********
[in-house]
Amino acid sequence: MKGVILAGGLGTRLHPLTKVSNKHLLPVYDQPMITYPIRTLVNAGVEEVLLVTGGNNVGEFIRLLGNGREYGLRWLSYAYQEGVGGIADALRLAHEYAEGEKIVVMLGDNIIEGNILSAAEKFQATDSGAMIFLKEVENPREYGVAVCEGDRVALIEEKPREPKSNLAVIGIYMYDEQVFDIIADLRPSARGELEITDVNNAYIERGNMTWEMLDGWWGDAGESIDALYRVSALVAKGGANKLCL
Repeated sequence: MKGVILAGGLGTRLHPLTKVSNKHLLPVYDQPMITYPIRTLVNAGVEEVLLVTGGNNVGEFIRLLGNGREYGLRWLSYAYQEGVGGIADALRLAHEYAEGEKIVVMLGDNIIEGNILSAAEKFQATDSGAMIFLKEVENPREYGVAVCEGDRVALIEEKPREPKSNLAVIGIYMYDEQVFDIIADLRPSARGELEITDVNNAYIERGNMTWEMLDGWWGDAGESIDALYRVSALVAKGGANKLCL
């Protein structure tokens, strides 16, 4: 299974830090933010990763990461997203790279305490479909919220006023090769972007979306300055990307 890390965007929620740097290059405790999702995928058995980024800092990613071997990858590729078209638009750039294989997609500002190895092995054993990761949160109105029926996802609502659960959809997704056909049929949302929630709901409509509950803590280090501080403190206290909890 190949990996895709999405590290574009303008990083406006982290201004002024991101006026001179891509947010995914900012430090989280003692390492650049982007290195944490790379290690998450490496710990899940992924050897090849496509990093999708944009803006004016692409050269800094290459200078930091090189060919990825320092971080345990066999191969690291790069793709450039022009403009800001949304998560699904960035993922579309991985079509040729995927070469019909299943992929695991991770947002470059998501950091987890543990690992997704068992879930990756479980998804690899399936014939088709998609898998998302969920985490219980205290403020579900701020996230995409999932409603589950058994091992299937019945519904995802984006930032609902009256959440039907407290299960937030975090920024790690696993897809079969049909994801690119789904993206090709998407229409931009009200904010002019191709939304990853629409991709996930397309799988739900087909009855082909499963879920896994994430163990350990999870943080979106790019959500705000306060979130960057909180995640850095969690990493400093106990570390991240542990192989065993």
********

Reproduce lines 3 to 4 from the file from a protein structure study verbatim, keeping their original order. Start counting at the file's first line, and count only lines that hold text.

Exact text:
Repeated sequence: MKGVILAGGLGTRLHPLTKVSNKHLLPVYDQPMITYPIRTLVNAGVEEVLLVTGGNNVGEFIRLLGNGREYGLRWLSYAYQEGVGGIADALRLAHEYAEGEKIVVMLGDNIIEGNILSAAEKFQATDSGAMIFLKEVENPREYGVAVCEGDRVALIEEKPREPKSNLAVIGIYMYDEQVFDIIADLRPSARGELEITDVNNAYIERGNMTWEMLDGWWGDAGESIDALYRVSALVAKGGANKLCL
């Protein structure tokens, strides 16, 4: 299974830090933010990763990461997203790279305490479909919220006023090769972007979306300055990307 890390965007929620740097290059405790999702995928058995980024800092990613071997990858590729078209638009750039294989997609500002190895092995054993990761949160109105029926996802609502659960959809997704056909049929949302929630709901409509509950803590280090501080403190206290909890 190949990996895709999405590290574009303008990083406006982290201004002024991101006026001179891509947010995914900012430090989280003692390492650049982007290195944490790379290690998450490496710990899940992924050897090849496509990093999708944009803006004016692409050269800094290459200078930091090189060919990825320092971080345990066999191969690291790069793709450039022009403009800001949304998560699904960035993922579309991985079509040729995927070469019909299943992929695991991770947002470059998501950091987890543990690992997704068992879930990756479980998804690899399936014939088709998609898998998302969920985490219980205290403020579900701020996230995409999932409603589950058994091992299937019945519904995802984006930032609902009256959440039907407290299960937030975090920024790690696993897809079969049909994801690119789904993206090709998407229409931009009200904010002019191709939304990853629409991709996930397309799988739900087909009855082909499963879920896994994430163990350990999870943080979106790019959500705000306060979130960057909180995640850095969690990493400093106990570390991240542990192989065993």